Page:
I'm a comedian and have agreed to do an hour and 15 minute show.
I've never done that long before and I'm worried about filling the
time. Any tips on how to make it easier? Also, I have a few props.
When should I use them? - Susan Carroll, Memphis, TN
Here's a few ideas you could do to help you fill some time, Linda.
When you first walk out on stage get the audience to applaud for the
host, the DJ, the band, themselves for coming out, whatever. Get in
a couple of these.
Look around the room and when you first go out find something
complimentary about it to say. If it's decorated nice ask who
decorated it and then say what a beautiful job they did. If the room
looks goofy compare it to some funny image. If it's obviously an ad
lib, even it it doesn't work super well, the audience will usually
admire you for being bold enough to attempt it.
Also, before a few of your jokes, get in some audience surveys and
have them answer with applause. For instance, if you are going to
talk about driving, ask if anyone else there had trouble finding the
place. When someone answers you repeat back to the audience what
they said. That will force both you and the audience to understand
their comment better, kill time and give you a better chance to
think up a response. Don't rush this, and if what they say is funny,
take a few seconds to laugh along with the crowd.
Hold on to your props until the audience is getting tired, and maybe
you're starting to lose them, then pull them out. The props will
grab their attention again. Also, the props are a safety net if you
go blank and start to run out of material. They'll give you a chance
to think and recover about what other material you still have left.
That's why you don't want to exhaust all your props too early. Also,
if you have proven you can talk to the audience first and be funny,
the props come off as an added bonus, not like you can't do stand up
Anytime the opportunity arises talk to the crowd a little bit. Get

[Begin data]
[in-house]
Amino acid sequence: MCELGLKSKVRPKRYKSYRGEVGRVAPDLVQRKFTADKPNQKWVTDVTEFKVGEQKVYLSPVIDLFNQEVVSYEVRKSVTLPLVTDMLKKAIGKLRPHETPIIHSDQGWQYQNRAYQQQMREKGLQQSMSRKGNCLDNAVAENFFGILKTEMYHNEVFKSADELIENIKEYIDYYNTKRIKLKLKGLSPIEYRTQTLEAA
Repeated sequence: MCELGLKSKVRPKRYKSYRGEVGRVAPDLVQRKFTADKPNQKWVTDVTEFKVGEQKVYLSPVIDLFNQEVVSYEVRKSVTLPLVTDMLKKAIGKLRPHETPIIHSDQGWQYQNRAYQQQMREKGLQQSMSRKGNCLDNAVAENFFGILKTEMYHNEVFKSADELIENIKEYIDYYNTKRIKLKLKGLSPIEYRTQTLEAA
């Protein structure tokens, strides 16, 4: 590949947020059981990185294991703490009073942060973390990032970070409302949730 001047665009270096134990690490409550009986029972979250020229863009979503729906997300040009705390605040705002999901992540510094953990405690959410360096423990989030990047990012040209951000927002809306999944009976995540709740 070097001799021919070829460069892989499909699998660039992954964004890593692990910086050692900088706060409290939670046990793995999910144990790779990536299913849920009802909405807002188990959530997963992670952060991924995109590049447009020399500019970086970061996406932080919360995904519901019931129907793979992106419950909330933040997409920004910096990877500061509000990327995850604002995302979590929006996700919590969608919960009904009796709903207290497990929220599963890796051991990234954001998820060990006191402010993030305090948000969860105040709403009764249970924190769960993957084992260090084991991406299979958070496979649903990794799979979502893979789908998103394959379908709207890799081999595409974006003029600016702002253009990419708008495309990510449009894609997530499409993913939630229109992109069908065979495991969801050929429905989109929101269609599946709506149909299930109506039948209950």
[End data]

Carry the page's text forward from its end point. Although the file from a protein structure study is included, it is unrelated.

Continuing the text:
the names of the people you talk to and refer back to them by name
later. "You know what I'm trying to say, Linda?" It will personalize
the show and get you a few more laughs as well as kill time.
If you know any really good joke jokes that everybody hasn't already
heard don't be afraid to throw them out in this situation. Audiences
like jokes and you can kill some time with them. If you're talking
to the crowd don't be afraid to throw in a few stock lines, too.
They work and that's why they became stock lines.
Whatever the event is for find out ahead of time and mention that in
a positive way in your act. At the end of the set take a few extra
seconds to thank the crowd. Tell the room the show is all for them
and how nice it is for them to have come out.
Mention to the person opening for you how much time they need to do
and make sure they understand. If they run a little longer you may
be able to do less time and vise versa.
Have an introduction written out on a 3 x 5 card for the host to
bring you up with. Make sure they can pronounce your name and give
yourself some credibility. Check out the mic stand ahead of time and
make sure you know how to comfortably adjust it.
Don't rush your act. When anything happens in the crowd, and in an
hour and 15 minutes something will, just set your material aside and
go with it. After that you can go back to what you were talking
Smile, love the audience and show confidence. Don't be afraid to
laugh at yourself.
Have a card with a word or two to remind you of your key bits. Have
this in your pocket (or on a stool next to your water bottle) just
in case you go blank and need to quickly look to remember what other
material you have. It's best not to use notes but glancing at them
is way better than just standing there with nothing to say.
If you have a CD or DVD, especially of one of your long sets, play
it several days in a row over and over. Do this while you're working
around the house or driving until you get all the material in your
Practice. Obvious, but do it!
Bring your master set list with you and review it beforehand.
Underline and visualize your bits (make real visual pictures of what
you're going to be talking about as if you were telling a friend).
Break a leg!
I have to do a show where the audience isn't expecting a comedian.
Is that a bad idea? - Rob Rubin, Oklahoma City, OK
Answer: Comedy doesn't
work well as a surprise and those can be hard shows. Sometimes you
might be put into that type of situation, though, and there's a few
things you can do to try to help improve it at least a little bit.
Try to get the people who hired you to at least list your act in the
program. At the room entrance have your photo displayed with the
word comedian or comedy. Have someone announce to your audience
before you go on several times that a great (give them some credits,
such as from the Comedy Store) comedian will be coming up in a
little while. In your introduction that you have someone deliver
again include the word comedy and comedian several times. At least
when you go up your audience knows that you're a comedian and they
won't be sitting there waiting for you to sing.
Question: How do you feel
about a comedian doing a private event where people are not
necessarily expecting comedy? Wonder if I should just not do these.